New study finds the Chukchi Sea polar bear population to have held stable or increased slightly. However, although the population appears to be doing well for now, it could eventually face the same challenges as its adjacent southern Beaufort Sea population, which has experienced recent declines in body size and recruitment. The rate of sea ice decline in the Chukchi region is greater than that in the Beaufort Sea and is likely to have negative effects on their body condition and survival at some point.
Gus, the Central Park Zoo polar bear, dies aged 27 after veterinarians found a large and inoperable tumor.
The Wildlife Conservation Society explained, “Gus was euthanized yesterday while under anesthesia for a medical procedure conducted by WCS veterinarians. Gus had been exhibiting abnormal feeding behavior with low appetite and difficulty chewing and swallowing his food. During the procedure, veterinarians determined Gus had a large, inoperable tumor in his thyroid region”.
Zoo officials estimate more than 20 million people visited Gus in his lifetime at the zoo.
Oregon Zoo’s polar bear, Tasul, and her job as a research assistant.
Tasul is currently helping researchers at the U.S. Geological Survey study how climate change is affecting wild polar bears in the Arctic. She has been fitted with a collar which includes an accelerometer that measures her movements while she’s walking, eating, sleeping and swimming. The collar turns these behaviours into electronic signals and along with video footage being collected researchers will be able to use this to create a digital library of polar bear behaviour.
Once the signals have been calibrated, collars similar to the one Tasul wears will be placed on free-roaming bears in the Arctic. This gives researchers the opportunity to monitor the bears’ behaviour without having to observe them directly, which can be difficult to study, given the remote, harsh environment they inhabit.
More information on Tasul and her role in research can be found here.
Tasul’s collar also had attached a Go-Pro Hero camera which gave a bear’s-eye view. Check out a clip taken from the camera on Oregon Zoo’s YouTube page.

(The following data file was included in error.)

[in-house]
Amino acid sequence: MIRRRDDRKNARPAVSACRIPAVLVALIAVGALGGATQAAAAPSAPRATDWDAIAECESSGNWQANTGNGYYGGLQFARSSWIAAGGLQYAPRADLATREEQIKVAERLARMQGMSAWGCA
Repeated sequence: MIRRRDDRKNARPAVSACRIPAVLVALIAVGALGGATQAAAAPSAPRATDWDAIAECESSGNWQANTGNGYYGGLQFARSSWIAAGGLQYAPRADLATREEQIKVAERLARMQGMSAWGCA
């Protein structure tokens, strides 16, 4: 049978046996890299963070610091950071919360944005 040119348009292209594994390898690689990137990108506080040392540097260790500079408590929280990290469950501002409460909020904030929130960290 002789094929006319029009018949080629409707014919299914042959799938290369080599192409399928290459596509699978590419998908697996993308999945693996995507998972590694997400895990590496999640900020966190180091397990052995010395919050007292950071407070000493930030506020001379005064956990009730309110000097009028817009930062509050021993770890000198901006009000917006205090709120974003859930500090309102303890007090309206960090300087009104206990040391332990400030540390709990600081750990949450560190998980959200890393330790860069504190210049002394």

Another Win for the Polar Bears! / Post by Erica Wills of Polar Bears International
The U.S. Court of Appeals for the District of Columbia has ruled to uphold the 2008 U.S. Fish and Wildlife Service (USFWS) ban on the importation of polar bear parts collected by hunting!
This is an exciting win for polar bears and all who are working so hard to preserve this magnificent species. Congratulations to the USFWS, the International Fund for Animal Welfare (IFAW), the Defenders of Wildlife, and the Human Society for their successful defense of the 2008 USFWS ruling to list polar bears as Threatened on the Endangered Species Act!
Kali, the orphaned male polar bear cub from Point Lay, Alaska, explores the outside at the Alaska Zoo.
The U.S. Fish and Wildlife Service announced Friday that Kali will be temporarily transferred to Buffalo Zoo in New York sometime this spring where he will be introduced to a female cub. His permanent home will be at the Saint Louis Zoo in Missouri, where a state-of-the-art polar bear exhibit is being built. The exhibit is expected to completed in 2015.
[Photos: Loren Holmes]
Orphaned cub Kali
A polar bear cub, who has been named Kali, has been rescued after its mother was killed outside of Point Lay, Alaska. Kali has been provided a temporary home at the Alaska State Zoo until a new home has been found.
Bruce Woods, a spokesman for US Fish & Wildlife said it’s illegal to knowingly kill a female polar bear, or a female with cubs. It is not clear whether Kali’s mother was killed in a subsistence hunt, in self defense or illegally. It has been confirmed that she was shot but her death is being investigated by the U.S. Fish and Wildlife Service to determine what happened in this case.
The hunter who shot Kali’s mother had said he did not see a cub with her at the time but soon found out when he rolled her over that she was a nursing sow. He had followed the tracks of the mother to a den about 1,500 feet away where he found Kali inside. He had driven the cub back to Point Lay on his snowmobile, where the cub received care.